Why Tracking Customer Acquisition Costs Is Essential in Today’s Uncertain Economy

The #1 driver of the American economy is shopping, and consumers are slowing down as inflation drives prices up while wages lag. At 3.5%, the savings rate is its lowest since 2008 and far below the pre-COVID rate of 9%. Meanwhile, more than two-thirds of workers are holding management accountable for a better workplace, and 56% are only willing to wait 30 to 60 days for changes before leaving. Trends of “quiet quitting” are skyrocketing just as businesses need productive employees, and burnt-out managers are quitting at elevated levels.

Seeing businesses reel from this uncertainty and contract in the face of economic hits, Crisis management veteran Karla Jo Helms of JOTO PR Disruptors, an “Anti-PR” agency that puts innovative tech companies on the map, warns against the long-term repercussions of slashing marketing budgets during economic downturns. Advertising is essential to the U.S. economy, with each $1 invested generating about $21 in sales.

While some indicators point to a soft landing for the United States in any pending global recession, major corporations are tightening their belts. Unfortunately, cutting too much of the marketing budget can have a spiraling negative effect on the gross domestic product (GDP). The total impact of advertising and its multiplier effects account for more than 18.% of the U.S. GDP, supporting nearly 20% of all American jobs.

Ms. Helms forewarns, “Inefficiently cutting its marketing budget exposes a business to losing market share. As the economy recovers, businesses that slowed or lost momentum will have to spend significantly more to recover and compete. Their competitors that increased marketing efficiency by focusing on customer acquisition costs will see accelerated growth.”

Customer acquisition cost (CAC) is a key performance indicator that helps businesses grow while avoiding overspending. To calculate CAC for a time frame, divide sales and marketing costs by the number of new customers acquired during that period.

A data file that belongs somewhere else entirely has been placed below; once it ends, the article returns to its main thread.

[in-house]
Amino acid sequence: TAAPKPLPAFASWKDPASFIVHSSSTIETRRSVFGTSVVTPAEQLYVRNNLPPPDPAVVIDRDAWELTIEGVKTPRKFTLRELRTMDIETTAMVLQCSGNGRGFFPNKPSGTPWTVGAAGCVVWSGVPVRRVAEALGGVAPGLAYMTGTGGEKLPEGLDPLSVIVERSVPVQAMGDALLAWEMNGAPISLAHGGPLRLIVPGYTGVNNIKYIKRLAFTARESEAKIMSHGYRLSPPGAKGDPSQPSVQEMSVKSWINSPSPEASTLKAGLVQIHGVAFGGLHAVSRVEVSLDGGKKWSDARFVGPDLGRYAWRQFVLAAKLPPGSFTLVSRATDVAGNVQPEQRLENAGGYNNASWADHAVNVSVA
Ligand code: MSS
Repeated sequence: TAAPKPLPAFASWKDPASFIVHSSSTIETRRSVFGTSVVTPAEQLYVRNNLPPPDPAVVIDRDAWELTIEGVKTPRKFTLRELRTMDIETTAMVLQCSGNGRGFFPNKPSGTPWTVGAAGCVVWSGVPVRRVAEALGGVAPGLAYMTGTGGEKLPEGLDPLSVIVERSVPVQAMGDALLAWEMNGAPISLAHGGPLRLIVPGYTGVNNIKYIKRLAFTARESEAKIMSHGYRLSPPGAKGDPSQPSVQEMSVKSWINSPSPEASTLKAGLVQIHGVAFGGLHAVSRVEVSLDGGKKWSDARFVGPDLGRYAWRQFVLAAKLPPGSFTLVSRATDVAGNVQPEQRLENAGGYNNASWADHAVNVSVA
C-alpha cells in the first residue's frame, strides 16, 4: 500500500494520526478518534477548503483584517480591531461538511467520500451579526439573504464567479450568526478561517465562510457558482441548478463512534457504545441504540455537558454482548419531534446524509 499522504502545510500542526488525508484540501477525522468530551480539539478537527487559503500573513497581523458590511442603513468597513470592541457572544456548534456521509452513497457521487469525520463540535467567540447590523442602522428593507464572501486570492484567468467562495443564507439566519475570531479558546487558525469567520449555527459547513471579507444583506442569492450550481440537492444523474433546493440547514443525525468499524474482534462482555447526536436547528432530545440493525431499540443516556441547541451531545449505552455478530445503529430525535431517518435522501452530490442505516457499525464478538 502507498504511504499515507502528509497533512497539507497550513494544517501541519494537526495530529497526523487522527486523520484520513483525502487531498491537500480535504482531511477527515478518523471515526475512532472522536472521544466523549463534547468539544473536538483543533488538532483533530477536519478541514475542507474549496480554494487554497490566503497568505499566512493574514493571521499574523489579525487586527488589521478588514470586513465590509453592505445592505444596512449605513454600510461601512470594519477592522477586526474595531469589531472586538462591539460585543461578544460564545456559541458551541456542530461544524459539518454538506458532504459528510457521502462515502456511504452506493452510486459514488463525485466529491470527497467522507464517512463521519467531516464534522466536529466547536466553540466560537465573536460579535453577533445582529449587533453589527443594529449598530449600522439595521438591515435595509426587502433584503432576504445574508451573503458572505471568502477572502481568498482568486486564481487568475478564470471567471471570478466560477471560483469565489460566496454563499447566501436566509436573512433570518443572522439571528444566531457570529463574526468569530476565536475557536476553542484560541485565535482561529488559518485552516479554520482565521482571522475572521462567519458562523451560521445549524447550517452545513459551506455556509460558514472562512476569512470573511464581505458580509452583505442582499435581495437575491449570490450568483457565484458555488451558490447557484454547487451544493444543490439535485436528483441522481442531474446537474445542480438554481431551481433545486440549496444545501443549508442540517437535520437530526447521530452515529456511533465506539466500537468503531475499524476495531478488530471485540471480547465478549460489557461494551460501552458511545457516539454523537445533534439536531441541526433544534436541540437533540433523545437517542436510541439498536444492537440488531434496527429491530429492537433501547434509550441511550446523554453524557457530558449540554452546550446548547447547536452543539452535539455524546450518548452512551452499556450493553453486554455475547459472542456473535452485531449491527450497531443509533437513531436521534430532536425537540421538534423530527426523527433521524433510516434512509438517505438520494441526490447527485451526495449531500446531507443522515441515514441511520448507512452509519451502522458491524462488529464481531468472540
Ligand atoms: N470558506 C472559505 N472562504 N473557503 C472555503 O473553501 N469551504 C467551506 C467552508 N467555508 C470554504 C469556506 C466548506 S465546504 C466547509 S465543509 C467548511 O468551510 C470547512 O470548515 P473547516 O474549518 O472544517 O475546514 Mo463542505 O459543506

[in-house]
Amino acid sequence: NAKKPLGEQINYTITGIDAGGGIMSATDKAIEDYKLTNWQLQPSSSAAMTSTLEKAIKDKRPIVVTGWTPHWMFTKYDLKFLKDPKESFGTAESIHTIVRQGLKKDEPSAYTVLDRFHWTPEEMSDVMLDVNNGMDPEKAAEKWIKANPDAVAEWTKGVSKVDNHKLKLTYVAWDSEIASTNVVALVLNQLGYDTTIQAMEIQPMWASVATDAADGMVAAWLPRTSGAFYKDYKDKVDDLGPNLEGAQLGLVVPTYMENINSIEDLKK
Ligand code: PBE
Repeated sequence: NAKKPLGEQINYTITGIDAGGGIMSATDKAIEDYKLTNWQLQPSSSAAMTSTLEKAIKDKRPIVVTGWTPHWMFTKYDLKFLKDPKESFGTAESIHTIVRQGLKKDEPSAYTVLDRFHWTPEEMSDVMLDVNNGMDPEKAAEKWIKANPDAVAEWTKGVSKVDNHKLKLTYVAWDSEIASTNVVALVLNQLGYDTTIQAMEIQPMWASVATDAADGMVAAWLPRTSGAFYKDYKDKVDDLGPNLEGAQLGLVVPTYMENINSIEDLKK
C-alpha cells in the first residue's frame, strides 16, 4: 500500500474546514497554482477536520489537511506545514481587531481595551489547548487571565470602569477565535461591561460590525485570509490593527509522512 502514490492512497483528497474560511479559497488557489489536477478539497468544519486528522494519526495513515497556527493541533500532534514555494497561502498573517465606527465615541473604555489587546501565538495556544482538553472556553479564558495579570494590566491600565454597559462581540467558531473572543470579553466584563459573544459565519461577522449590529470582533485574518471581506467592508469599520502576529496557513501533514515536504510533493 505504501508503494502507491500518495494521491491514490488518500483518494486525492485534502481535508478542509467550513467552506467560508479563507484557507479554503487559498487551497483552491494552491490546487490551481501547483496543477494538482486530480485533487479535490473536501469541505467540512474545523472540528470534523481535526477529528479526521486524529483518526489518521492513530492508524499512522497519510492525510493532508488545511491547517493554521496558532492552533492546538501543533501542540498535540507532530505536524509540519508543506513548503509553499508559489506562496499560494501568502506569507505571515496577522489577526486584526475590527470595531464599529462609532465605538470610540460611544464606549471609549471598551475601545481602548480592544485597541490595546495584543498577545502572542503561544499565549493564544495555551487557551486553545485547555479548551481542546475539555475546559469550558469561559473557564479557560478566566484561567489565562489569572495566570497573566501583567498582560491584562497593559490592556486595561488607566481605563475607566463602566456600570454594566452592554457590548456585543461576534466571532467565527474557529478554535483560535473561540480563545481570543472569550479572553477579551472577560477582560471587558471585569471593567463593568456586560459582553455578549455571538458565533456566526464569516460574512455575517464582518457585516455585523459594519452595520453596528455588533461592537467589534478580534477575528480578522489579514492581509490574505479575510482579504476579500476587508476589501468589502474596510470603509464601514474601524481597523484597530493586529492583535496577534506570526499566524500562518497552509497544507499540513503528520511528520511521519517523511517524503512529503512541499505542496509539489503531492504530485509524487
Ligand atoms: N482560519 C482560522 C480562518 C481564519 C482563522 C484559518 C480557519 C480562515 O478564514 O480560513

For sustainable health, companies should allocate marketing budgets between sustaining current revenues and growth. Experts recommend a total marketing budget between 6 and 7% of sales revenue. However, Helms states in times of crisis or economic uncertainty, doubling that budget has proven to increase revenues.

“Promote heavily, organize later,” says Helms whose experience in crisis management taught her one thing – when crisis looms, communicate more to increase revenues.

With recession fears looming, major companies like H&M, Netflix, and Comcast are cutting marketing budgets. However, studies of the most resilient retailers show they maintain their marketing spending even during a recession. This strategy allows them to gain market share over their competitors during economic contractions.

Ms. Helms says, “Loyal customers drive cash flow and organic growth. During a recession, marketing isn’t optional. It’s an essential, productive expense that brings in revenues from existing and new customers. The key is using smart marketing strategies to increase visibility and position your business as a thought leader.”

Thought leadership is a powerful way to leverage marketing dollars. Nearly 60% of B2B buyers report that thought leadership builds awareness and credibility and is essential to their decision to work with any brand.

“Customer acquisition is less costly and time-consuming when prospects are already familiar with your brand,” explains Helms.

To maximize their marketing budget and maintain growth during economic uncertainty, JoTo PR introduces the new Anti-PR Recession-Proof Service for B2B technology companies to optimize their marketing budget and maintain growth.

Familiarity “In a Box” is a multichannel disruptive Anti-PR package for companies challenging the status quo.

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